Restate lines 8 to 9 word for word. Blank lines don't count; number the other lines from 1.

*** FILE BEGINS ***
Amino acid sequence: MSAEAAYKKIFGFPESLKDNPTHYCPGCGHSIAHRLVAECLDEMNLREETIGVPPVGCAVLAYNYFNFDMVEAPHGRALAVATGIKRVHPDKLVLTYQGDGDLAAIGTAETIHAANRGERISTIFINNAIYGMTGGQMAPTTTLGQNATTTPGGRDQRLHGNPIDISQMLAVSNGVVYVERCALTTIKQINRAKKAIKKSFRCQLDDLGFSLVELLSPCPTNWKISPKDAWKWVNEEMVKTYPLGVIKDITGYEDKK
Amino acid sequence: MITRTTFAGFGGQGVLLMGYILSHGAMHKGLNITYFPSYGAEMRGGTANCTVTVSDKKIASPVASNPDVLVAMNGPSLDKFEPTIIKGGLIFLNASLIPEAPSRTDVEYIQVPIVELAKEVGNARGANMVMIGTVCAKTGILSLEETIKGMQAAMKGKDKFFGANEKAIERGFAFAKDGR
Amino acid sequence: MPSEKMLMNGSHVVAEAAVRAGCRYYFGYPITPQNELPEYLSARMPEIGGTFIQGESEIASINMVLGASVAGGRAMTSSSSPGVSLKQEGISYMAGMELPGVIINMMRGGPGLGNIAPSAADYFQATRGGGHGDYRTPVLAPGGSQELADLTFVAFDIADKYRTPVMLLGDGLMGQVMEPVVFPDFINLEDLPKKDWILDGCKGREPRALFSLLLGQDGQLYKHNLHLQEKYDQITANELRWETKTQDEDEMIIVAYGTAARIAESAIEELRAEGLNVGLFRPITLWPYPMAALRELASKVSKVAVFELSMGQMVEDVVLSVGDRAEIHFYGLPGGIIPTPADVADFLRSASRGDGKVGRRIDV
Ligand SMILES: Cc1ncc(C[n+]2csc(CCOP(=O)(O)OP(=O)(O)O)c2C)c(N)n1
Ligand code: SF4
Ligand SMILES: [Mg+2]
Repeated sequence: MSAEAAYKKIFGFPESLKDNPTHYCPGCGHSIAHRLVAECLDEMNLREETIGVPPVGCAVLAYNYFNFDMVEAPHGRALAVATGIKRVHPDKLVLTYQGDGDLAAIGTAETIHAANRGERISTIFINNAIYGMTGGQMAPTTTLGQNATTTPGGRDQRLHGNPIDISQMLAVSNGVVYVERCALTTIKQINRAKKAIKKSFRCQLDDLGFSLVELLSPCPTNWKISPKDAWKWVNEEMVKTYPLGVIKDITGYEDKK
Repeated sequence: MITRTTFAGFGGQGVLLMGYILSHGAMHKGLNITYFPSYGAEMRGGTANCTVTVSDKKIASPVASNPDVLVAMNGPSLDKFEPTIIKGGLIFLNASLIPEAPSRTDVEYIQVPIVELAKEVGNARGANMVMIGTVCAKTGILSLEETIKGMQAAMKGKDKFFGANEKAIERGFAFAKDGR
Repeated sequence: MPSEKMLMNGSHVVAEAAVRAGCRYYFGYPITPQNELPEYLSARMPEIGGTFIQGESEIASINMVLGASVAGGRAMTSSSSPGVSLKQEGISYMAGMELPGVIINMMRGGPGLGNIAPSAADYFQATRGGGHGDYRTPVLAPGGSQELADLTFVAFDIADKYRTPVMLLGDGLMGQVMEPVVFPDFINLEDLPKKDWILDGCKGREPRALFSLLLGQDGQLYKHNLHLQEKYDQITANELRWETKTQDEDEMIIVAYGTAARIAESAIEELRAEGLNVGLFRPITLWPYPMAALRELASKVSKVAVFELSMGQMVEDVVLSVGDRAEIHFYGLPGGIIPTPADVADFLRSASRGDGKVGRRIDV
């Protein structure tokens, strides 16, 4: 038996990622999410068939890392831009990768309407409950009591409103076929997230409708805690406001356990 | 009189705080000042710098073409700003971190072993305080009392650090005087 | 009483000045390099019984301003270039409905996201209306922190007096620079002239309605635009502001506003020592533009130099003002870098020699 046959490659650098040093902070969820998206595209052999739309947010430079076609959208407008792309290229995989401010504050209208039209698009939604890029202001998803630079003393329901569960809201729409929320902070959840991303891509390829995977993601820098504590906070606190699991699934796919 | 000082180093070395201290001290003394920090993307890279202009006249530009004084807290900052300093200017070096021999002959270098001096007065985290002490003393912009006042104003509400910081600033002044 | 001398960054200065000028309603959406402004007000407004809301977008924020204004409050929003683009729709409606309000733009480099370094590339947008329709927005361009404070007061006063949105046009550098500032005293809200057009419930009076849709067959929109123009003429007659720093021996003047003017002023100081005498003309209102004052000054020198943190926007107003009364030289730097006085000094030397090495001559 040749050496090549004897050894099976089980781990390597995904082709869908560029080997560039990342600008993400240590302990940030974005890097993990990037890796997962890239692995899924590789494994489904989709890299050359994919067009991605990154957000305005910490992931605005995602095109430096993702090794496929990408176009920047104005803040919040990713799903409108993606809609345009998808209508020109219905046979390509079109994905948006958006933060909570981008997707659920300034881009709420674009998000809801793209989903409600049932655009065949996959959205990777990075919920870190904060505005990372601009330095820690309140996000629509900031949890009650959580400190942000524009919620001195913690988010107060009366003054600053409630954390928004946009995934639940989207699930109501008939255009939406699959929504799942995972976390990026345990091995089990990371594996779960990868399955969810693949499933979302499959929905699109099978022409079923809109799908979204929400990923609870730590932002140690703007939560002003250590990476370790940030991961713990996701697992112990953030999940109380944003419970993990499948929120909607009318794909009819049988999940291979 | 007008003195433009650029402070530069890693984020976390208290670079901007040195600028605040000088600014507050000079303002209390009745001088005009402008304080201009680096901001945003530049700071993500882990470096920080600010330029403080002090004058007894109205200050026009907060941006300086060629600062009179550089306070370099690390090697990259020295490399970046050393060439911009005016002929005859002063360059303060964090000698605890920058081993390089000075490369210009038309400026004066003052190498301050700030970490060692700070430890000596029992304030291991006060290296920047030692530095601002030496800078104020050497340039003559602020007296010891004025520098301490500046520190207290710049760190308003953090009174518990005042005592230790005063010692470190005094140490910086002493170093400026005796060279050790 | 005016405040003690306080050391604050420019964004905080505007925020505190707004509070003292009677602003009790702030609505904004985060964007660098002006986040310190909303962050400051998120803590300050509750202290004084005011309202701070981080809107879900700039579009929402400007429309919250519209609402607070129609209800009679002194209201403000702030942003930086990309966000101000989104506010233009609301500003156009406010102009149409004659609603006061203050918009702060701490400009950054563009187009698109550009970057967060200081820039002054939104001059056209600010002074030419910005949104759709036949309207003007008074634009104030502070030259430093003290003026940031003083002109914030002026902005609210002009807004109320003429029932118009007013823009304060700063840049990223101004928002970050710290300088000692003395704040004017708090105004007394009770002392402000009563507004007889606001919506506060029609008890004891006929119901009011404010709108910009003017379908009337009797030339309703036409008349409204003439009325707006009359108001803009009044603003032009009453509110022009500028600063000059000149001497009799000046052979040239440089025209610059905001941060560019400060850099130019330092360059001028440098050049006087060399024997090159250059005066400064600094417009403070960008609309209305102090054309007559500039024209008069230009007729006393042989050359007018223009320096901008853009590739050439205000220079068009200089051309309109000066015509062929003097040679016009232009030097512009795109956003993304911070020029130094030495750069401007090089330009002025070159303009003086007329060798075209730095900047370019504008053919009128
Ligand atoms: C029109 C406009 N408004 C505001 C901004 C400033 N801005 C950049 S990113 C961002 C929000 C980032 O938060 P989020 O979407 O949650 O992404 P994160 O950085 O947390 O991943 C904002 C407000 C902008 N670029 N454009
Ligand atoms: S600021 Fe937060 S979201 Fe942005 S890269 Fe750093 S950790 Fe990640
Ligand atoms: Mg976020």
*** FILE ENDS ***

Repeated sequence: MITRTTFAGFGGQGVLLMGYILSHGAMHKGLNITYFPSYGAEMRGGTANCTVTVSDKKIASPVASNPDVLVAMNGPSLDKFEPTIIKGGLIFLNASLIPEAPSRTDVEYIQVPIVELAKEVGNARGANMVMIGTVCAKTGILSLEETIKGMQAAMKGKDKFFGANEKAIERGFAFAKDGR
Repeated sequence: MPSEKMLMNGSHVVAEAAVRAGCRYYFGYPITPQNELPEYLSARMPEIGGTFIQGESEIASINMVLGASVAGGRAMTSSSSPGVSLKQEGISYMAGMELPGVIINMMRGGPGLGNIAPSAADYFQATRGGGHGDYRTPVLAPGGSQELADLTFVAFDIADKYRTPVMLLGDGLMGQVMEPVVFPDFINLEDLPKKDWILDGCKGREPRALFSLLLGQDGQLYKHNLHLQEKYDQITANELRWETKTQDEDEMIIVAYGTAARIAESAIEELRAEGLNVGLFRPITLWPYPMAALRELASKVSKVAVFELSMGQMVEDVVLSVGDRAEIHFYGLPGGIIPTPADVADFLRSASRGDGKVGRRIDV